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PA - Tax collectors upset over paperwork snafus
By Eric Mayes Standard-Journal writer
LEWISBURG - Union County commissioners were faced with a tax revolt last night, this one by tax collectors not taxpayers.
A group of 13 tax collectors voiced their concerns over the way this year's tax bills have been handled.
The bills are supposed to be received by July 1. Many weren't mailed until July 15. They were late this year because of changes in the Clean and Green laws and a chronic shortage of employees in the assessor's office, officials said earlier.
Although they voiced concerns on a reduction in the amount they are paid by the school district and the extra work caused by the library tax, the tax collectors' major concern is the volume of supplemental bills that are still being sent out.
"Why are we getting all these supplements?" asked Union Township tax collector John Reichley.
"To make it fair for the taxpayer," said commissioner Harry Van Sickle.
The commissioners approve changes to both real estate and occupational tax bills at their meetings almost every week. Each time a change is made a supplement is sent out with the correction.
"I can tell you one thing," said Reichley. "In prior years we didn't have this."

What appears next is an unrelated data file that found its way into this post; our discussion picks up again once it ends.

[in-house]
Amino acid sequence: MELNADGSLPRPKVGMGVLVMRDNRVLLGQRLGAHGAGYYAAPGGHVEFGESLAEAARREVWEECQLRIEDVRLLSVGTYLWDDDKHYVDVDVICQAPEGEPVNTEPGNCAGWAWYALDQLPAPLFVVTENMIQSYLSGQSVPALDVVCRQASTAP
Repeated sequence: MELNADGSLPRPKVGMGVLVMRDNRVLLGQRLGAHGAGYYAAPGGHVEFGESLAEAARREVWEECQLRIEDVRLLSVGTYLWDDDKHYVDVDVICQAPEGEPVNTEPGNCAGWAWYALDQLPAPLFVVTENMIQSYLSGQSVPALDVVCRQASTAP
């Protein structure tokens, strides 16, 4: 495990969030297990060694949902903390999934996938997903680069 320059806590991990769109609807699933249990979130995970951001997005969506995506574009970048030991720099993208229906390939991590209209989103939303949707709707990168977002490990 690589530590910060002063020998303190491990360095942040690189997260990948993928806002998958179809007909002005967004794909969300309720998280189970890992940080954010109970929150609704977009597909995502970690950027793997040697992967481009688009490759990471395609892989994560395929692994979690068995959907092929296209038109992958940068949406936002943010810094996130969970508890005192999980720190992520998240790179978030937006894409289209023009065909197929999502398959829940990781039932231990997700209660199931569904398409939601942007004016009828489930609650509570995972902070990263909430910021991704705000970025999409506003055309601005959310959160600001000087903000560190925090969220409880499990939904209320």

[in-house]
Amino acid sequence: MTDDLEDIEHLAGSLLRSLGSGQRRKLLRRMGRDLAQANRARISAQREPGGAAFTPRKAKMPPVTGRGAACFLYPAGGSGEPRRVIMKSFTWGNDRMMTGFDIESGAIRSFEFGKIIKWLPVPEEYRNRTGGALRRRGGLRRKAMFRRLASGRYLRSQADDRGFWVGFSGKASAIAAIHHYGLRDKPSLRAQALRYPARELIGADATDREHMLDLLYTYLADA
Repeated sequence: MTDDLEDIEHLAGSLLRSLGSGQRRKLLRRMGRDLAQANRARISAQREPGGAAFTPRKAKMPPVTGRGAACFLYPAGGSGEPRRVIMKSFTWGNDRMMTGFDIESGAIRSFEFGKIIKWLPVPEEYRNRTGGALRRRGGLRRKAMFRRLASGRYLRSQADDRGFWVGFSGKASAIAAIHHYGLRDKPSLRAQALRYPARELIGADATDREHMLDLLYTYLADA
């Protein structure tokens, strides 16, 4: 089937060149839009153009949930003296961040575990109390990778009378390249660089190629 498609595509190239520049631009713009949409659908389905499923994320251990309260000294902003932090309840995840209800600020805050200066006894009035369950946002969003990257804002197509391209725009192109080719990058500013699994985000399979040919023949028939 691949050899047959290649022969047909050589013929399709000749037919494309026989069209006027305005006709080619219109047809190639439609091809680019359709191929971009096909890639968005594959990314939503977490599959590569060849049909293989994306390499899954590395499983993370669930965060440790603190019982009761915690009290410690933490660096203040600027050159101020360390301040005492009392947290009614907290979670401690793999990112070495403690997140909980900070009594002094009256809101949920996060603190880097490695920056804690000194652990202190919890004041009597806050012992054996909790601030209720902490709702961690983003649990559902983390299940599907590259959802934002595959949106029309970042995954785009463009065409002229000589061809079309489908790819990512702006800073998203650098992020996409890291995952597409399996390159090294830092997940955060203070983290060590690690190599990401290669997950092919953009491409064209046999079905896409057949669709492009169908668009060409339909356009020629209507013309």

Many of the problems stem from the new computerized system the county uses to print the tax bills. Everyday errors such as paper being put in the machine wrong, bills not being correctly proofread and addresses that aren't updated, all add to the tax collectors' headaches, they said.
The group also blamed Chief Assessor Dennis Hause.
"If he doesn't have his work done, why was he sent on vacation when the tax bills were due?" asked Reichley. "It's like rubbing salt in the wound."
The county may consider sending out tax bills twice a year, commissioners Robert O. Brouse Jr. and Van Sickel said. that would reduce the need for so many supplements. Van Sickle pointed out that most counties in the state already do that.
Billing twice a year would actually save money. Right now the county is forced to borrow money to tide it over from January to July. Interest has to be paid on that. This year $2.2 million was borrowed.
"It seems to me with all the concerns in the room, somebody ought to take some serious notes...to work for a solution," said Gregg Township supervisor Ed Byers, who is also the husband of Sue Byers, the tax collector in Gregg.
-- Doris (email@example.com), September 28, 2000